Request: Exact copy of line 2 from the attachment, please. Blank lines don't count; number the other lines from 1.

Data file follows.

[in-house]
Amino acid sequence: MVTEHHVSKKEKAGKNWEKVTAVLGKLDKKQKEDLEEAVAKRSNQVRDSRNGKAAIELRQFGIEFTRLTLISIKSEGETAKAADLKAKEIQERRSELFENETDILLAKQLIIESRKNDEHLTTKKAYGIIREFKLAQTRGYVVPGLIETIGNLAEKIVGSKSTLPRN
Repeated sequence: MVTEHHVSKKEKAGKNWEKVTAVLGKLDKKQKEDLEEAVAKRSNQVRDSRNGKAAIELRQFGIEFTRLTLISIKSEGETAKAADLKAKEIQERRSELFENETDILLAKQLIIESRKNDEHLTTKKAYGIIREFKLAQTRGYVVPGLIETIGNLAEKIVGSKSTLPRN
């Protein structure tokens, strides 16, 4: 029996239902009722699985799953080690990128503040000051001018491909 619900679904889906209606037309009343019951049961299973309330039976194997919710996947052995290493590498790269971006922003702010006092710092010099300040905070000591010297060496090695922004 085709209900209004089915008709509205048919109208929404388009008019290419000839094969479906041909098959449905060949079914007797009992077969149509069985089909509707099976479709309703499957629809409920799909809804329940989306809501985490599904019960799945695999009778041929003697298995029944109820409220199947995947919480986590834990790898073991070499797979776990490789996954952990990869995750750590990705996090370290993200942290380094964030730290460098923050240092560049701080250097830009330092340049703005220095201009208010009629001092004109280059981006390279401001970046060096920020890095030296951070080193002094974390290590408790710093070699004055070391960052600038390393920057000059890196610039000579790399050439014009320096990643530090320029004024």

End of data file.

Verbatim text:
Amino acid sequence: MVTEHHVSKKEKAGKNWEKVTAVLGKLDKKQKEDLEEAVAKRSNQVRDSRNGKAAIELRQFGIEFTRLTLISIKSEGETAKAADLKAKEIQERRSELFENETDILLAKQLIIESRKNDEHLTTKKAYGIIREFKLAQTRGYVVPGLIETIGNLAEKIVGSKSTLPRN